We’ve got a long wait until Game of Thrones comes back, and there are a lot of situations we’re going to be freaking out about until then. Ser Davos Seaworth is in the middle of about three of them. So when we caught up with actor Liam Cunningham, we had a lot of questions for him. And he had answers!
Spoilers for Game of Thrones’ recent episodes ahead...
Mostly, we were just really curious to hear Cunningham’s thoughts about Ser Davos’ state of mind, and what the Onion Knight might be liable to do now that everything has fallen apart. We talked to Cunningham at the Entertainment Weekly party at San Diego Comic-Con on Saturday night, and there are a lot more interviews from that event coming up.
To refresh your memory, here are the messes that Davos is surrounded by. His liege lord, King Stannis, is apparently dead, and Stannis’ army is destroyed or deserted. Meanwhile, Davos is back at Castle Black, where they just let a ton of Wildlings come into Westeros through the Wall. He’s up there with the Lady Melisandre, the foreign priestess who apparently just realized her faith in Stannis was misplaced. And of course, the Lord Commander Jon Snow was just stabbed, apparently fatally. And there’s that army of snow zombies. Interesting times.
You can watch the video above for our whole conversation with Cunningham, but here are the major points.
Did Davos know what would happen to Shireen?
Davos left Stannis’ side, to go back to Castle Black—but did he know that Stannis would burn the Princess Shireen alive as soon as he was gone? “He probably used his female intuition,” responds Cunningham. “That’s why he tried to take Selyse and Shireen with him... but what could he do? He tried three or four times to say, ‘I want take them with me, or let me just take the princess.’ So he knows that something is up—he’s obviously got a sense of that.”
But “there’s very little you can do” in the face of Stannis’ recalcitrance. “He’s my boss, or he was.” Having a scene where Davos tells Stannis, “Don’t burn your daughter” would have just been “cheap drama,” Cunningham says.
And if Davos had actually known that Shireen would get burned alive, “he wouldn’t have gone,” insists Cunningham. “He had a sense that something wasn’t right. But if he’d known that something like that was going to happen, no way. He would have whisked her away. He would have done what he did with Gendry, without a doubt—maybe not put her in a boat.”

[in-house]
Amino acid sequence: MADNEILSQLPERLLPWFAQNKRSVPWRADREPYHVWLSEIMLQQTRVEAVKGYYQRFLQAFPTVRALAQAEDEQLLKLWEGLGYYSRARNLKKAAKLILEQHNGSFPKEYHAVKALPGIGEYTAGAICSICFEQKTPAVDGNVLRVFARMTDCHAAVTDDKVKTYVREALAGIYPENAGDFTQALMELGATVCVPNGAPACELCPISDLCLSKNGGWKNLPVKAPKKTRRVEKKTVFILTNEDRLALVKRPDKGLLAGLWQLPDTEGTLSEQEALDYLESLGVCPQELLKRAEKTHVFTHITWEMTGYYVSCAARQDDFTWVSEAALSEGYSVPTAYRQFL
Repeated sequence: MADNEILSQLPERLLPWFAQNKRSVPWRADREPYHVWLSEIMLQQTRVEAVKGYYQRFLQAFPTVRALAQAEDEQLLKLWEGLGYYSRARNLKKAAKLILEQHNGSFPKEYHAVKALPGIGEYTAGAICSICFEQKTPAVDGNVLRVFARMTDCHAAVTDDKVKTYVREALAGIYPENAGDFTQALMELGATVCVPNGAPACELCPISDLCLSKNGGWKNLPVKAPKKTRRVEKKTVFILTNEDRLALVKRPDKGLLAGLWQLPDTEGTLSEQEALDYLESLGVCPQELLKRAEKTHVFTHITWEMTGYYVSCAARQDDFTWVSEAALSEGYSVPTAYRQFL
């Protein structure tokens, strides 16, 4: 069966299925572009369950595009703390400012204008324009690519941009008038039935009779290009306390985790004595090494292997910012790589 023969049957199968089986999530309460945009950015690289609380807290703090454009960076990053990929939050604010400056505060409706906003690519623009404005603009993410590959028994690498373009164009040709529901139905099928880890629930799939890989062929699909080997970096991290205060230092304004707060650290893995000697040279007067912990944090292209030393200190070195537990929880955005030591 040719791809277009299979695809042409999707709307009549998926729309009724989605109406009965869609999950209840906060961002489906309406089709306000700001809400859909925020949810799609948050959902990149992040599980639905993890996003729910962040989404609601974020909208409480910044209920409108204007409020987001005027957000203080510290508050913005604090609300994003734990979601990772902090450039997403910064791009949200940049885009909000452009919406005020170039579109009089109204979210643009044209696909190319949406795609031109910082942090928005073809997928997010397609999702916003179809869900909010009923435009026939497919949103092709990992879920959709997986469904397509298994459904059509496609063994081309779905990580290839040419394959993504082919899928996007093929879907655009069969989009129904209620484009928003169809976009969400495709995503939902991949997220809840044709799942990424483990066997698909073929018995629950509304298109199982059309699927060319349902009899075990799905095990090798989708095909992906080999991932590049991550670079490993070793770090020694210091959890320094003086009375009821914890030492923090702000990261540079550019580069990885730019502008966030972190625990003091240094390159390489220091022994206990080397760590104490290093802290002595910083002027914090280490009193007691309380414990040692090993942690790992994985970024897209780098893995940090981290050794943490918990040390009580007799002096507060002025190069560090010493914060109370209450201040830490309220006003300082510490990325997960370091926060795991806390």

And now, Ser Davos can never have it out with Stannis. “Life is like that,” says Cunningham. “You can have a big fight with somebody who’s near and dear to you, and they can get hit by a car the next day. The show is a reflection of life in all its complexity. It’s not a simple show. I think that’s why people like it so much. It doesn’t do the obvious.”
But will Davos have it out with Melisandre? “I don’t know. You would figure,” says Cunningham. “You can try and speculate. However, they have this weird need for each other, in a strange sort of way... She did save his life when Stannis wanted to kill him.”
Trouble at Castle Black
So now, Davos is in a bad spot—”Castle Black is on its head now,” says Cunningham, following Jon Snow’s assassination. He was “trying to get away from trouble. All he seems to find is trouble.”
The good news is, Ser Davos is probably the most level-headed person left alive at Castle Black at this point. “There’s not many [left], is there?” laughs Cunningham. “His powers of lateral thinking are very good,” says Cunningham of Davos.
Davos has lost everyone and everything he cared about at this point—but “we all battle through,” says Cunningham. “He’s not a guy that gives up easily.” At the same time, Cunningham hasn’t read the scripts for season six yet.
Is Davos somebody who needs to be a follower, or could he step up and become a leader, when he finds himself in the middle of a leadership vacuum? “He doesn’t have the stupidity to want to be a leader,” says Cunningham. “He’s much too level-headed. He’s not ambitious.”
“He’s definitely a great second in command, but I don’t think” Davos is leadership material, adds Cunningham. “Then again, some people get greatness thrust upon him. Maybe that’ll happen.”
Did Davos welcome the fact that Stannis cut off his fingers (for smuggling) out of Stockholm Syndrome, or a need to believe in someone else, no matter what? “It wasn’t so much that. He had a grudging respect for the honesty of it. As Stannis did with him. They had sort of similar feelings about the justice, or whatever you’d want to call it, of punishing him for his misdeeds. [Stannis had] also taken him out of the gutter, given him a solid education, and given him a much better life. So it’s that weird complexity thing, again, that I like so much in the show.”
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